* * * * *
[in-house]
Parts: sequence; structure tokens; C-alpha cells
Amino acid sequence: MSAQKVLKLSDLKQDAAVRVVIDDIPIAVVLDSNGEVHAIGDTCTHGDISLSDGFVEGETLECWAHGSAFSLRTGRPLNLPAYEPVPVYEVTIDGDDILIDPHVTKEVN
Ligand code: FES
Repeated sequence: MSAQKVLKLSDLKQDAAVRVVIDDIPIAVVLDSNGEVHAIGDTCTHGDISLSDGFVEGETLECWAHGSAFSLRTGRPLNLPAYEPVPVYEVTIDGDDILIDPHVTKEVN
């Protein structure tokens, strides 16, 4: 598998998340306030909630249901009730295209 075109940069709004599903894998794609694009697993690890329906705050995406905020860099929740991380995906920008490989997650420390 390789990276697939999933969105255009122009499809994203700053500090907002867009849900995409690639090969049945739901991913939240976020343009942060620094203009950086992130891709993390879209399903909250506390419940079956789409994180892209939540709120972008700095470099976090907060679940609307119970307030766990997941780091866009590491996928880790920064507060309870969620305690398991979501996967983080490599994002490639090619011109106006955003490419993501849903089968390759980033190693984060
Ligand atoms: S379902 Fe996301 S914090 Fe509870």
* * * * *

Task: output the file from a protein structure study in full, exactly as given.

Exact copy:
[in-house]
Parts: sequence; structure tokens; C-alpha cells
Amino acid sequence: MSAQKVLKLSDLKQDAAVRVVIDDIPIAVVLDSNGEVHAIGDTCTHGDISLSDGFVEGETLECWAHGSAFSLRTGRPLNLPAYEPVPVYEVTIDGDDILIDPHVTKEVN
Ligand code: FES
Repeated sequence: MSAQKVLKLSDLKQDAAVRVVIDDIPIAVVLDSNGEVHAIGDTCTHGDISLSDGFVEGETLECWAHGSAFSLRTGRPLNLPAYEPVPVYEVTIDGDDILIDPHVTKEVN
């Protein structure tokens, strides 16, 4: 598998998340306030909630249901009730295209 075109940069709004599903894998794609694009697993690890329906705050995406905020860099929740991380995906920008490989997650420390 390789990276697939999933969105255009122009499809994203700053500090907002867009849900995409690639090969049945739901991913939240976020343009942060620094203009950086992130891709993390879209399903909250506390419940079956789409994180892209939540709120972008700095470099976090907060679940609307119970307030766990997941780091866009590491996928880790920064507060309870969620305690398991979501996967983080490599994002490639090619011109106006955003490419993501849903089968390759980033190693984060
Ligand atoms: S379902 Fe996301 S914090 Fe509870």